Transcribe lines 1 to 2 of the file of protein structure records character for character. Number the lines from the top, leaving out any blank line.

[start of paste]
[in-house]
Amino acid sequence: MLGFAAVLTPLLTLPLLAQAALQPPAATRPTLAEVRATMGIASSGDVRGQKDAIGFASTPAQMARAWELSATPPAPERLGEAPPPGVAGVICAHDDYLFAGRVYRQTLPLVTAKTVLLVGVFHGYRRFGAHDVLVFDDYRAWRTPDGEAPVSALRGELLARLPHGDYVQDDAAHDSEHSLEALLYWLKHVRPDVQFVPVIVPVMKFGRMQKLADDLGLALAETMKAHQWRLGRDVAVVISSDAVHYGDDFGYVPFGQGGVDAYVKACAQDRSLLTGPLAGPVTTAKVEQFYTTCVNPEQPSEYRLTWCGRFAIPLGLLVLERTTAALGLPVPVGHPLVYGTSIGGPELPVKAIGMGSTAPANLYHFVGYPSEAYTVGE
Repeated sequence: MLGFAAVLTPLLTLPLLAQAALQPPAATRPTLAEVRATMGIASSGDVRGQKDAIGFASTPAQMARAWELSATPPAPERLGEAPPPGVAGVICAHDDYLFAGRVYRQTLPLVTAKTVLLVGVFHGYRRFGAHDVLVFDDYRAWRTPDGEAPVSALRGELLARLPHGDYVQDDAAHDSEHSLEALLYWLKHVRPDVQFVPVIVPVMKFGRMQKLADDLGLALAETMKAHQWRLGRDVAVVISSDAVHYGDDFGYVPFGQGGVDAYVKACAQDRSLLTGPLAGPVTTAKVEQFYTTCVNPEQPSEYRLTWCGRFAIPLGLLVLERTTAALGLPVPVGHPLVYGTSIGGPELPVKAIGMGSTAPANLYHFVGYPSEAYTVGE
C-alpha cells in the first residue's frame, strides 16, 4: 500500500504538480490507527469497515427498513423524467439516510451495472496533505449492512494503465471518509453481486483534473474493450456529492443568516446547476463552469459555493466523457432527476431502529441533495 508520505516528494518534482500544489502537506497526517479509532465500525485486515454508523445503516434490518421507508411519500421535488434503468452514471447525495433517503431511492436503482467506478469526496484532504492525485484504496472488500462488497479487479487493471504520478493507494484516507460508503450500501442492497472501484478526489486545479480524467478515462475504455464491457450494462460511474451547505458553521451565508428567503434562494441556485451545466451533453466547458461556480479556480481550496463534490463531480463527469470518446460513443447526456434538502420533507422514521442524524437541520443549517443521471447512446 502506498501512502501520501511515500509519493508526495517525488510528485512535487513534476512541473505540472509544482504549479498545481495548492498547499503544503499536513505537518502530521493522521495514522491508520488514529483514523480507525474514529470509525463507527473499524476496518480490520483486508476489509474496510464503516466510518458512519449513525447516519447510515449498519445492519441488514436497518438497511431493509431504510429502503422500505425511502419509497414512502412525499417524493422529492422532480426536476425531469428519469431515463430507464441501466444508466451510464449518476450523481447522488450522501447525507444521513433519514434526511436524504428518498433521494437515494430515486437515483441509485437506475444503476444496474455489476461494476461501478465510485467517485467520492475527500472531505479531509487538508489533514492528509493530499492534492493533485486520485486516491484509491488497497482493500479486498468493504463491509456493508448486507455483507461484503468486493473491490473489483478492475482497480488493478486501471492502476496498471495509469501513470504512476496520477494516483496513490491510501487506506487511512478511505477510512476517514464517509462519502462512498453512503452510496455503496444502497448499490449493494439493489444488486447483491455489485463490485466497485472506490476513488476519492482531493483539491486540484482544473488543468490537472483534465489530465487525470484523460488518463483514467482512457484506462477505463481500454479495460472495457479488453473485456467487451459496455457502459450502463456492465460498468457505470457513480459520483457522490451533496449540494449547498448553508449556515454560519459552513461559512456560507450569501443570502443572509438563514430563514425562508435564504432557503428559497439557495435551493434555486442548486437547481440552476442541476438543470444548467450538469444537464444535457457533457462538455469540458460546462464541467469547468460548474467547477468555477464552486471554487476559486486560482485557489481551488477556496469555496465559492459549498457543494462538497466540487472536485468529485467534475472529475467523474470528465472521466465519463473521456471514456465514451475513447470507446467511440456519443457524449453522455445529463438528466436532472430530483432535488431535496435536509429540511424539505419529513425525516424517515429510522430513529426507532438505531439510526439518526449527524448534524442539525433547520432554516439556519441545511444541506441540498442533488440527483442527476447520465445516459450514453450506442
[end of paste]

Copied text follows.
[in-house]
Amino acid sequence: MLGFAAVLTPLLTLPLLAQAALQPPAATRPTLAEVRATMGIASSGDVRGQKDAIGFASTPAQMARAWELSATPPAPERLGEAPPPGVAGVICAHDDYLFAGRVYRQTLPLVTAKTVLLVGVFHGYRRFGAHDVLVFDDYRAWRTPDGEAPVSALRGELLARLPHGDYVQDDAAHDSEHSLEALLYWLKHVRPDVQFVPVIVPVMKFGRMQKLADDLGLALAETMKAHQWRLGRDVAVVISSDAVHYGDDFGYVPFGQGGVDAYVKACAQDRSLLTGPLAGPVTTAKVEQFYTTCVNPEQPSEYRLTWCGRFAIPLGLLVLERTTAALGLPVPVGHPLVYGTSIGGPELPVKAIGMGSTAPANLYHFVGYPSEAYTVGE